By Louis De Lauro
21 years ago, the teachers at school held a wedding shower for me and somebody baked a delicious chocolate cake.
A plastic ball and chain was attached to my ankle and I got 30 index cards with suggestions or maybe they were specific directions on how to be the perfect husband.
Make her breakfast.
Bake her cookies.
Get her a puppy.
Bring her flowers.
Give her awesome neck massages.
Learn to play guitar and serenade her with love songs.
Remember she is always in charge.
I can’t remember the other 22, but these eight stuck with me. Do you why they stuck with me? I’m 0 for 8! I’m terrible.
She makes breakfast.
She makes cookies.
We don’t have a puppy, but we do have a funny cat.
I don’t bring her flowers. She made it clear to me, NO flowers.
Neck massages, she’s not interested.
I’m a juggler, not a musician. I throw and catch stuff. This is not cool.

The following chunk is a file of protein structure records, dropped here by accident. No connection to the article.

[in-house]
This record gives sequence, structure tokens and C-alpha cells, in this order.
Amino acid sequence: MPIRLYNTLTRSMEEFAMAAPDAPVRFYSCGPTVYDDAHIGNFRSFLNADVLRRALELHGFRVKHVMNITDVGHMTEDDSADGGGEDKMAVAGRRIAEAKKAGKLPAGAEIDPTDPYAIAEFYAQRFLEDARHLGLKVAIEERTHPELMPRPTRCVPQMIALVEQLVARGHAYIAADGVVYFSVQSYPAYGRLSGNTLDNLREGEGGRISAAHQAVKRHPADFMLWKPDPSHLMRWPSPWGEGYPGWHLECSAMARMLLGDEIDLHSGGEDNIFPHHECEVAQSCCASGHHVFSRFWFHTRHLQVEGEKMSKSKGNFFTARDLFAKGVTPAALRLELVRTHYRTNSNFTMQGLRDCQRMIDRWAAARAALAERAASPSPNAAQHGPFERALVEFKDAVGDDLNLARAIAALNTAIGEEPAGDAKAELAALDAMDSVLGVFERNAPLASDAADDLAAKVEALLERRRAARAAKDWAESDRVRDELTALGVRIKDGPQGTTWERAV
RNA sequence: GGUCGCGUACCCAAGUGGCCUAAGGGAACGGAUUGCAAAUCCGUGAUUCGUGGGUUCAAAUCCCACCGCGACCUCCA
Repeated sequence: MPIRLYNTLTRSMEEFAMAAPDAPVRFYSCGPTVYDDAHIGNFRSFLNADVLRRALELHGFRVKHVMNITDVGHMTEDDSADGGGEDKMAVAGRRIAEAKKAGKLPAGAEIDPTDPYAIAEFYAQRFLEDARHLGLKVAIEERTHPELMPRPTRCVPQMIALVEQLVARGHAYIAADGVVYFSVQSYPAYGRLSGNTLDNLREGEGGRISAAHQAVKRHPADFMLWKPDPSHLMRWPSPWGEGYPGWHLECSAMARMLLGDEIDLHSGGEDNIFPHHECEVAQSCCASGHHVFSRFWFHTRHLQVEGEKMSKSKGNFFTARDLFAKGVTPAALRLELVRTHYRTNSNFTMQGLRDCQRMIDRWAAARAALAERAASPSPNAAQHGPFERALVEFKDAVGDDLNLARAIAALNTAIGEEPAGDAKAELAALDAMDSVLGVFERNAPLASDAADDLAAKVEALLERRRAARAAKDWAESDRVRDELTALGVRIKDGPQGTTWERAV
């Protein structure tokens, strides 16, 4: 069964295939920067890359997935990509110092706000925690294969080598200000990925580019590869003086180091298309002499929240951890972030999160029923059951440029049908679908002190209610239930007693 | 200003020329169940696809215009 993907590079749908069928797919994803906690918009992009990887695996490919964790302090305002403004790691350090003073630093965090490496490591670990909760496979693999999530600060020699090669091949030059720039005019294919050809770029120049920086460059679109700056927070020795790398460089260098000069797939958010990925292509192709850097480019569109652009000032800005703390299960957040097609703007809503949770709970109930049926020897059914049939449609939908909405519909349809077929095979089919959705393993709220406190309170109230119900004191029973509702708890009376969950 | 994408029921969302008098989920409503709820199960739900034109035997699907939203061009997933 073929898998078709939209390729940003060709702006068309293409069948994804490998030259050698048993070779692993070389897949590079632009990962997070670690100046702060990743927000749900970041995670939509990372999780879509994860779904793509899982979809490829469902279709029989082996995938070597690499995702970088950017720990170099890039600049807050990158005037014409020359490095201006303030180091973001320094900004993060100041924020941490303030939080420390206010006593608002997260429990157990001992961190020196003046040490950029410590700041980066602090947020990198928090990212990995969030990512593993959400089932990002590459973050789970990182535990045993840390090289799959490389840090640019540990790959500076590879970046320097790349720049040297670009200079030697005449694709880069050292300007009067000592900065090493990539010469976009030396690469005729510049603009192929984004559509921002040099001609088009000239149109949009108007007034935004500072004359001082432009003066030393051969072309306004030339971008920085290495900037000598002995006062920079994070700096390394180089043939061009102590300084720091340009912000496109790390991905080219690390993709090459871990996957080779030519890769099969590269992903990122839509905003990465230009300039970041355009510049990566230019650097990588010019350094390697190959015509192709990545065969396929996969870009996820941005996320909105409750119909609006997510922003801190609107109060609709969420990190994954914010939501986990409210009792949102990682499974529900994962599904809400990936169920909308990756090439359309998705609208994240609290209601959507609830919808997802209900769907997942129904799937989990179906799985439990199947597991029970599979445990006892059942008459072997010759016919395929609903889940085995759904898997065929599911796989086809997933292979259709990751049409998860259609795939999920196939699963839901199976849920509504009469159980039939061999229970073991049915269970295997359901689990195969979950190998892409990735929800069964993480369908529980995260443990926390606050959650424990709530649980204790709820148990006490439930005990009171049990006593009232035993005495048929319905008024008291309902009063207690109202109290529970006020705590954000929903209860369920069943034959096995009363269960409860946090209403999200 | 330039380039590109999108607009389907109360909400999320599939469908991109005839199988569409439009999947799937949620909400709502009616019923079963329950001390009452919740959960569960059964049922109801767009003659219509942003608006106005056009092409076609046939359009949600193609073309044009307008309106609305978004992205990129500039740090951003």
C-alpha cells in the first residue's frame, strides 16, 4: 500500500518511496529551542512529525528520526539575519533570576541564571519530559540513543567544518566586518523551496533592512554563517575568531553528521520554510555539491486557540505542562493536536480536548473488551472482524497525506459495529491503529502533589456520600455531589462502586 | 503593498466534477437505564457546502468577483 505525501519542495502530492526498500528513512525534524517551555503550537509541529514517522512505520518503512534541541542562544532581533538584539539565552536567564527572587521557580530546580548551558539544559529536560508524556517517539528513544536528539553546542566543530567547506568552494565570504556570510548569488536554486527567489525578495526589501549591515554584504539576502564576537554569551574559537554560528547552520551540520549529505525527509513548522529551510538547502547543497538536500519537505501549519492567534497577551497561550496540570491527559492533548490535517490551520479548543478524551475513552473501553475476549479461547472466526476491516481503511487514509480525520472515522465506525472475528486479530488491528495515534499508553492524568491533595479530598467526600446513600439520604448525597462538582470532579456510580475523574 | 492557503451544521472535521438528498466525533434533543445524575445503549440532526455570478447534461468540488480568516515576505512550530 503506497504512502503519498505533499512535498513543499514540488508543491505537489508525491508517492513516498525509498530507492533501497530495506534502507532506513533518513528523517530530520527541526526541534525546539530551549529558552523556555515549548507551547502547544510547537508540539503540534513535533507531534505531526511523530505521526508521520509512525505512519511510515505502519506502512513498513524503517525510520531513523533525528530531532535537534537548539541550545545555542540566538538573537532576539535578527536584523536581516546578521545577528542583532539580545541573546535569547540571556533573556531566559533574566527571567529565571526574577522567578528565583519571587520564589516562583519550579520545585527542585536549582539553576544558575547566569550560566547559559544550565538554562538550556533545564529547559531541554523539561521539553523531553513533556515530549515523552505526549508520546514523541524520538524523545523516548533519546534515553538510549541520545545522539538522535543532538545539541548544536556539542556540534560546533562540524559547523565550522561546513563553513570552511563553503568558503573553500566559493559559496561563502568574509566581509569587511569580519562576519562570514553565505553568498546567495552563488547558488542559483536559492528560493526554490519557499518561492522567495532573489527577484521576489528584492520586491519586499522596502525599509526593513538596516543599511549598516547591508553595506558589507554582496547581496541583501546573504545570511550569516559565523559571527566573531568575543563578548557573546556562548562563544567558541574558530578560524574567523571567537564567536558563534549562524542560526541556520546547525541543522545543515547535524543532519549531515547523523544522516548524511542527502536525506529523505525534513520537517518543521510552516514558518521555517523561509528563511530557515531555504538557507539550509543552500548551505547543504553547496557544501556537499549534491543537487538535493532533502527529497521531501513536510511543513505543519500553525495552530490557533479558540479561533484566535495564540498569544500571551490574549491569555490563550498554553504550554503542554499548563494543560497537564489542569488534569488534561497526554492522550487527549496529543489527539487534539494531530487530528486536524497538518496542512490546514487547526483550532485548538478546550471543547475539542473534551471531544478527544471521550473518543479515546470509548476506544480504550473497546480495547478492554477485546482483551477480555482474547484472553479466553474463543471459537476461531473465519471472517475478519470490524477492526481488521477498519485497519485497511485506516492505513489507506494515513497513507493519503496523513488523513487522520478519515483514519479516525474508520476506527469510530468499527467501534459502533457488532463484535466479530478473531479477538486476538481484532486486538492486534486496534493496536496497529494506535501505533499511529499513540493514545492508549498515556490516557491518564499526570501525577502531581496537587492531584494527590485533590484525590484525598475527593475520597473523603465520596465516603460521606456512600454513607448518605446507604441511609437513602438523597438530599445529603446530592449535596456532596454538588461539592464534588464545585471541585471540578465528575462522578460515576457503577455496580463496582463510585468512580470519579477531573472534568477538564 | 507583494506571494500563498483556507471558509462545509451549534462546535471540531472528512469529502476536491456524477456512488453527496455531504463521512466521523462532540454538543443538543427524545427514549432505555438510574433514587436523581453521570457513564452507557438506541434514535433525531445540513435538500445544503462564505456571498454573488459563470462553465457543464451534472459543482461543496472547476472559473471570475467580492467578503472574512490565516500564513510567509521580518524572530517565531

Sometimes she’s in charge, but much of the time she insists that I make the big decisions.
So clearly I am a typical man. I can’t follow directions. And I’m not the perfect husband.
My wife had a very serious surgery last year and I held her hand in post-op. I had tears in my eyes. She woke up. She looked at me funny and then wiped crumbs off of my face. And she whispered, “I love you. Thank you.”
The teachers gave me some funny suggestions on how to be the perfect husband and put a ball and chain on my ankle. Funny stuff.
How is this a teacher story? Well, I’m going to teach you something. Being a perfect husband is an impossible task. I walked into post-op to comfort my wife with crumbs on my face. You can’t be a perfect husband. But here’s what you can do. When things get very difficult—and things will get difficult—hold her hand.
And don’t let go.
Editor: Dana Gornall
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